A Rotorua kaumātua who spent 11 days in hospital battling a rare waterborne bacterial infection says he fell ill after visiting Waiteti Stream mouth at Lake Rotorua.
Tamahau Palmer Snr says after a series of tests and treatments, doctors told him he had an infection caused by the waterborne Shewanella bacteria that had entered his body through broken skin on his left leg.
After listing his activities in the days prior, he was told the visit to the Waiteti Stream mouth was the most likely point of contact with the bacteria, he said.
There are about 30 species in the Shewanella family of bacteria, and many are naturally found in soil and water.
The bacteria can cause blood poisoning and skin or soft tissue infections like ulcers or cellulitis.
Members of Palmer Snr's hapū are now calling for public health warnings in the area.
However, the Bay of Plenty Regional Council says it has never tested the areas, which have been assessed as safe for swimming, for Shewanella bacteria and no tests will be carried out until Toi Te Ora Public Health directs the regional council to do so.
Palmer Snr told the Rotorua Daily Post that he took his dog to the northern area of the Waiteti Stream mouth on February 3.
His dog refused to swim, so Palmer waded into the water and called his dog over.
"I was in and out," he said.
Five days later Palmer developed a fever, breathing difficulties and dizziness.
Clair Palmer said her husband was in a bad way when she took him to Rotorua Hospital.
"I was really concerned for him."
The Ngāti Ngāraranui kaumātua and White Haven Funeral Home and Memorials owner was discharged from hospital yesterday afternoon.
Prime Minister's Science Award winner, microbiologist Dr Siouxsie Wiles, told the Rotorua Daily Post Shewanella infections were rare internationally, and very rare in New Zealand.
"I was only able to find one other mention of an infection in New Zealand... but there could have been others that weren't reported in the medical literature."
She had not seen evidence suggesting the bacteria's presence was linked to water quality.
The bacteria was more widespread in warmer climates and during summer.
The most common infection point was through wounds.
"In some people, it can cause a skin or soft tissue infection, like an ulcer or cellulitis. It can also cause blood poisoning."
She said it seemed people with diabetes, circulatory problems, or people on immunosuppressive drugs were most at risk of infection, especially if they had an open wound.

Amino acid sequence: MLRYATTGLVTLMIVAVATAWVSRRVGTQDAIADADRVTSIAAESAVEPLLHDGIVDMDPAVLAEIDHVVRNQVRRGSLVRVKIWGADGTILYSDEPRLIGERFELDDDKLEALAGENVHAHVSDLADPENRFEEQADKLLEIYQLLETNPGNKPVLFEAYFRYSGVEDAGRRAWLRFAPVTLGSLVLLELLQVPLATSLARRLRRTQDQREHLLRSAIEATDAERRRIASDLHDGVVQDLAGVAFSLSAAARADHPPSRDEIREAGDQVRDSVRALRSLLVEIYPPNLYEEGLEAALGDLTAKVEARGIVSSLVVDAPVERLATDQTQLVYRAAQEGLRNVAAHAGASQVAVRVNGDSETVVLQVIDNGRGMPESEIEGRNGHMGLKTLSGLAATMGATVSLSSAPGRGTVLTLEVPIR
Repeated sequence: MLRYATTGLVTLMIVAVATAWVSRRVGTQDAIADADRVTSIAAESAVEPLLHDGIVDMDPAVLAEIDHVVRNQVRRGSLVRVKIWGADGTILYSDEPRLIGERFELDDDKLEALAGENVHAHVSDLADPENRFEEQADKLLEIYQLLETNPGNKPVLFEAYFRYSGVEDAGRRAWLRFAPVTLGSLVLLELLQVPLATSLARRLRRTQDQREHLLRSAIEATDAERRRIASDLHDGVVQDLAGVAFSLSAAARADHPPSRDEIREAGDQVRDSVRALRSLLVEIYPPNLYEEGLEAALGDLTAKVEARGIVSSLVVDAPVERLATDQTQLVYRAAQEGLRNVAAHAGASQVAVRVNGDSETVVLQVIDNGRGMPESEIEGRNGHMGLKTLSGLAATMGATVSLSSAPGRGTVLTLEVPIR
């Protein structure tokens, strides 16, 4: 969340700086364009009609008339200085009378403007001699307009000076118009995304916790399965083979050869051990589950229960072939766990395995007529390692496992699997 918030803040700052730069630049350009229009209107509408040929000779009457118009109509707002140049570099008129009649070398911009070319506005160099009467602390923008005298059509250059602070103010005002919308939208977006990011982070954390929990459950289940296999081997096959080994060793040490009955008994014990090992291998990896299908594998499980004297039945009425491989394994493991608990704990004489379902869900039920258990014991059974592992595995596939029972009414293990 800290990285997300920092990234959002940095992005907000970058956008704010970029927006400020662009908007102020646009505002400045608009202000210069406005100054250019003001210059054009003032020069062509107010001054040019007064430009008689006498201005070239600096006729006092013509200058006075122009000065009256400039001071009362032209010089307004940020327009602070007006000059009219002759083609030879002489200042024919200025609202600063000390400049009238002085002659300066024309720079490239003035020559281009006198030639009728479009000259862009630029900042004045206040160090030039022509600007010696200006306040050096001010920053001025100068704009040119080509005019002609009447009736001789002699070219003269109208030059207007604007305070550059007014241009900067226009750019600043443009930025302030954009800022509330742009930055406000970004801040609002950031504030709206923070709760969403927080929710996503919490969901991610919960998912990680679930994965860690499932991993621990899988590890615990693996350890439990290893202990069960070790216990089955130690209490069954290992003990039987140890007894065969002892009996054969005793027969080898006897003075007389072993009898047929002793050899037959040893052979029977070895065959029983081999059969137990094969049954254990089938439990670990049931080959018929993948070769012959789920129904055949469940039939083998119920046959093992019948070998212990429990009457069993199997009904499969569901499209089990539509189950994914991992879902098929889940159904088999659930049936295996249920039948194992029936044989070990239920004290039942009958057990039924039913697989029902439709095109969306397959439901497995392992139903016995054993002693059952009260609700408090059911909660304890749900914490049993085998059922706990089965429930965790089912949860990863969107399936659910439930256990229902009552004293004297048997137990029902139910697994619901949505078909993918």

"Two species have been found to cause disease in people – Shewanella algae and Shewanella putrefaciens. Shewanella putrefaciens gets its name from its ability to make trimethylamine which makes it smell like rotting fish."
Tamahau Palmer's cousin Guy Ngatai said the Waiteti Stream mouth area had been a traditional site for Ngāti Ngāraranui hapū to collect fish, watercress and kōura, to eat, and to swim.
He said Palmer's infection was "unbelievable and unheard of".
"It has impacted on the health of one of our kaumātua, his family and his business as a funeral director.
"What assurances can the authorities give us that this won't happen again? It is a world-famous trout fishing spot. There are plenty of people in and around the awa that need to be warned."
Bay of Plenty Regional Council Rotorua catchments manager Helen Creagh said the council had not been advised by Toi Te Ora Public Health to test for Shewanella bacteria at the stream mouth before.
"This is a rare bacteria that has not previously been identified as something of concern in the region. We will be happy to support Toi Te Ora Public Health should they determine that any monitoring of Shewanella is appropriate in the future."
She said the regional council hoped to establish a community action group at Waiteiti this year to help care for the catchment.
In the meantime, she said residents with public health concerns about the stream should contact Toi Te Ora.
Creagh also said Toi Te Ora did not currently have any public health warnings in place for Lake Rotorua, and it had been assessed as currently safe for swimming at the sites which were monitored.
"Standing advice for all waterways including the Rotorua lakes, is to avoid swimming for two to three days after heavy rainfall or 'if you can't see your feet'."
A spokeswoman for Toi Te Ora Public Health said it was not in a position to comment on the case because the infection was not a notifiable disease, so the Medical Officer of Health had no information regarding it.
She referred the Rotorua Daily Post to the Lakes DHB for comment.
A Lakes DHB spokeswoman said it could not comment on the seriousness of Mr Palmer's condition, because it did not have permission to discuss his health information.